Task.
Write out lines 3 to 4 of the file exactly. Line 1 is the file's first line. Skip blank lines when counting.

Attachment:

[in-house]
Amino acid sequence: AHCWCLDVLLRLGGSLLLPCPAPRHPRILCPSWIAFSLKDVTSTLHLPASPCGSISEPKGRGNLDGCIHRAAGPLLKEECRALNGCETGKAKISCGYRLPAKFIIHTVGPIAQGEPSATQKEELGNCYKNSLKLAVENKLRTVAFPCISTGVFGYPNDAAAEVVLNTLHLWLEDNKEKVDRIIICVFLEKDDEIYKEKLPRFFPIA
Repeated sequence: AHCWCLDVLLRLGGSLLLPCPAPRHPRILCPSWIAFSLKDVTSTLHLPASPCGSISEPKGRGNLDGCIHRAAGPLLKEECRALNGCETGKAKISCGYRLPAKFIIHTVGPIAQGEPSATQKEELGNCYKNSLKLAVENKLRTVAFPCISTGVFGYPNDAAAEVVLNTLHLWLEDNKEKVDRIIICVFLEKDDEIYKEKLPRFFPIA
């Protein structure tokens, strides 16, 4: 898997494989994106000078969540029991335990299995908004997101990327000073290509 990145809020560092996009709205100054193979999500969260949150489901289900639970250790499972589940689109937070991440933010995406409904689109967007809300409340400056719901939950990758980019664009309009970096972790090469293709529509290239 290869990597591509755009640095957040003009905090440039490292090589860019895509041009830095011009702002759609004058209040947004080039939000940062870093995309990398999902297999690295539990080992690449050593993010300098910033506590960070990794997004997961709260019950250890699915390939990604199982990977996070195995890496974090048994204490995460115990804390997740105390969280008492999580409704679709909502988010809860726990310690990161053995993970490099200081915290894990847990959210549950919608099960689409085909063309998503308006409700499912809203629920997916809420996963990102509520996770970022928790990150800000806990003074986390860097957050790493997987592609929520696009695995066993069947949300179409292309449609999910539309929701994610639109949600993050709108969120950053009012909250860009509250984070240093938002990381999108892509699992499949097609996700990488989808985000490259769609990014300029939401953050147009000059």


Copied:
Repeated sequence: AHCWCLDVLLRLGGSLLLPCPAPRHPRILCPSWIAFSLKDVTSTLHLPASPCGSISEPKGRGNLDGCIHRAAGPLLKEECRALNGCETGKAKISCGYRLPAKFIIHTVGPIAQGEPSATQKEELGNCYKNSLKLAVENKLRTVAFPCISTGVFGYPNDAAAEVVLNTLHLWLEDNKEKVDRIIICVFLEKDDEIYKEKLPRFFPIA
């Protein structure tokens, strides 16, 4: 898997494989994106000078969540029991335990299995908004997101990327000073290509 990145809020560092996009709205100054193979999500969260949150489901289900639970250790499972589940689109937070991440933010995406409904689109967007809300409340400056719901939950990758980019664009309009970096972790090469293709529509290239 290869990597591509755009640095957040003009905090440039490292090589860019895509041009830095011009702002759609004058209040947004080039939000940062870093995309990398999902297999690295539990080992690449050593993010300098910033506590960070990794997004997961709260019950250890699915390939990604199982990977996070195995890496974090048994204490995460115990804390997740105390969280008492999580409704679709909502988010809860726990310690990161053995993970490099200081915290894990847990959210549950919608099960689409085909063309998503308006409700499912809203629920997916809420996963990102509520996770970022928790990150800000806990003074986390860097957050790493997987592609929520696009695995066993069947949300179409292309449609999910539309929701994610639109949600993050709108969120950053009012909250860009509250984070240093938002990381999108892509699992499949097609996700990488989808985000490259769609990014300029939401953050147009000059």